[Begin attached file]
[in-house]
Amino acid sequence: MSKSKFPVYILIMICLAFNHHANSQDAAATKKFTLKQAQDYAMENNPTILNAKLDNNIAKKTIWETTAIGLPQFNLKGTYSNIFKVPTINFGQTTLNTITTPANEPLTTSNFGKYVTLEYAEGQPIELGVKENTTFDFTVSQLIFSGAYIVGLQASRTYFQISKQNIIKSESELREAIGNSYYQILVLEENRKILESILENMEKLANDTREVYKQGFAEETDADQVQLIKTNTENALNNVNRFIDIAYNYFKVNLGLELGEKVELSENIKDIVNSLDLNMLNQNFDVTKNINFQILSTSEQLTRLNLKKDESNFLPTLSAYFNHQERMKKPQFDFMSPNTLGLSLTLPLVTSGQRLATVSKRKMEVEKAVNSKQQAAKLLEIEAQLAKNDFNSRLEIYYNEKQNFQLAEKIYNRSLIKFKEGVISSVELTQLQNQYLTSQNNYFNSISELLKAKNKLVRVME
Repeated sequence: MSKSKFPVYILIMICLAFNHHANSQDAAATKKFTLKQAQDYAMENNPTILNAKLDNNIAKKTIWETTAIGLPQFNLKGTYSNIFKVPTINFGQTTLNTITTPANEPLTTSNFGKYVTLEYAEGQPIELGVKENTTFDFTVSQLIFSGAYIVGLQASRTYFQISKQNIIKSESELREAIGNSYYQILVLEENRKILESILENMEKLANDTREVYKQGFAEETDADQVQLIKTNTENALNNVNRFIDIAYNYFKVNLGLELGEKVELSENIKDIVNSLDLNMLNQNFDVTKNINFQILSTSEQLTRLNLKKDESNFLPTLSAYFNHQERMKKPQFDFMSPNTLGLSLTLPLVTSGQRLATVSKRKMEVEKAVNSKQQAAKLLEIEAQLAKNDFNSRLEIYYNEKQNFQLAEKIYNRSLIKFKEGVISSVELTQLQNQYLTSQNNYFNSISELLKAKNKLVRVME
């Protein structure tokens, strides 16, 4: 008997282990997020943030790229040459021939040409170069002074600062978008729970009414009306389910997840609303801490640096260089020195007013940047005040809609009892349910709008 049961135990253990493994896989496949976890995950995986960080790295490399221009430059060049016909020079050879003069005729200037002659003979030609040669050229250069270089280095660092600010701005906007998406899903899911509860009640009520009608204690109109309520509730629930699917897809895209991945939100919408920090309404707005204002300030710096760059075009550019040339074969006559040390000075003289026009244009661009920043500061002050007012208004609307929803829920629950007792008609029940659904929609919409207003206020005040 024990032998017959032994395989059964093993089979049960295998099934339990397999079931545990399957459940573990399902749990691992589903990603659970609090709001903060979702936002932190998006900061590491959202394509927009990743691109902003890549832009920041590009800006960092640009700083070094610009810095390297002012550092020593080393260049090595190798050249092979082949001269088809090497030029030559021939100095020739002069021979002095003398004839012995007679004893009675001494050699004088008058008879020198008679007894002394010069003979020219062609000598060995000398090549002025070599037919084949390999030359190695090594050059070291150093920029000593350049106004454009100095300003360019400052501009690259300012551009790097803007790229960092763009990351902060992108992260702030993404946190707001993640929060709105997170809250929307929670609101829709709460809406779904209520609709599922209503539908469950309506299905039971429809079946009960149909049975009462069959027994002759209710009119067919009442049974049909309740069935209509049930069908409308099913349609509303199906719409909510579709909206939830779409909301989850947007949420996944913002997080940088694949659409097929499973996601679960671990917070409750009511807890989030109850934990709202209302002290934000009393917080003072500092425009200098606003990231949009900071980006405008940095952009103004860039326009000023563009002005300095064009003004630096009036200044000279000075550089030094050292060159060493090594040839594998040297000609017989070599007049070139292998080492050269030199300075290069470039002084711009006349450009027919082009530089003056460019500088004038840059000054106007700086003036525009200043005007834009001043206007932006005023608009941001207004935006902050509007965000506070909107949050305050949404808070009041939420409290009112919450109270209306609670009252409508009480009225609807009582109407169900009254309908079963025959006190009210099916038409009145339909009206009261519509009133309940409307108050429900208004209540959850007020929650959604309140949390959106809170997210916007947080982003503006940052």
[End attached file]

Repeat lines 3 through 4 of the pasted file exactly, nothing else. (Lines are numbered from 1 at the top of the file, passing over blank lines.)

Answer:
Repeated sequence: MSKSKFPVYILIMICLAFNHHANSQDAAATKKFTLKQAQDYAMENNPTILNAKLDNNIAKKTIWETTAIGLPQFNLKGTYSNIFKVPTINFGQTTLNTITTPANEPLTTSNFGKYVTLEYAEGQPIELGVKENTTFDFTVSQLIFSGAYIVGLQASRTYFQISKQNIIKSESELREAIGNSYYQILVLEENRKILESILENMEKLANDTREVYKQGFAEETDADQVQLIKTNTENALNNVNRFIDIAYNYFKVNLGLELGEKVELSENIKDIVNSLDLNMLNQNFDVTKNINFQILSTSEQLTRLNLKKDESNFLPTLSAYFNHQERMKKPQFDFMSPNTLGLSLTLPLVTSGQRLATVSKRKMEVEKAVNSKQQAAKLLEIEAQLAKNDFNSRLEIYYNEKQNFQLAEKIYNRSLIKFKEGVISSVELTQLQNQYLTSQNNYFNSISELLKAKNKLVRVME
């Protein structure tokens, strides 16, 4: 008997282990997020943030790229040459021939040409170069002074600062978008729970009414009306389910997840609303801490640096260089020195007013940047005040809609009892349910709008 049961135990253990493994896989496949976890995950995986960080790295490399221009430059060049016909020079050879003069005729200037002659003979030609040669050229250069270089280095660092600010701005906007998406899903899911509860009640009520009608204690109109309520509730629930699917897809895209991945939100919408920090309404707005204002300030710096760059075009550019040339074969006559040390000075003289026009244009661009920043500061002050007012208004609307929803829920629950007792008609029940659904929609919409207003206020005040 024990032998017959032994395989059964093993089979049960295998099934339990397999079931545990399957459940573990399902749990691992589903990603659970609090709001903060979702936002932190998006900061590491959202394509927009990743691109902003890549832009920041590009800006960092640009700083070094610009810095390297002012550092020593080393260049090595190798050249092979082949001269088809090497030029030559021939100095020739002069021979002095003398004839012995007679004893009675001494050699004088008058008879020198008679007894002394010069003979020219062609000598060995000398090549002025070599037919084949390999030359190695090594050059070291150093920029000593350049106004454009100095300003360019400052501009690259300012551009790097803007790229960092763009990351902060992108992260702030993404946190707001993640929060709105997170809250929307929670609101829709709460809406779904209520609709599922209503539908469950309506299905039971429809079946009960149909049975009462069959027994002759209710009119067919009442049974049909309740069935209509049930069908409308099913349609509303199906719409909510579709909206939830779409909301989850947007949420996944913002997080940088694949659409097929499973996601679960671990917070409750009511807890989030109850934990709202209302002290934000009393917080003072500092425009200098606003990231949009900071980006405008940095952009103004860039326009000023563009002005300095064009003004630096009036200044000279000075550089030094050292060159060493090594040839594998040297000609017989070599007049070139292998080492050269030199300075290069470039002084711009006349450009027919082009530089003056460019500088004038840059000054106007700086003036525009200043005007834009001043206007932006005023608009941001207004935006902050509007965000506070909107949050305050949404808070009041939420409290009112919450109270209306609670009252409508009480009225609807009582109407169900009254309908079963025959006190009210099916038409009145339909009206009261519509009133309940409307108050429900208004209540959850007020929650959604309140949390959106809170997210916007947080982003503006940052």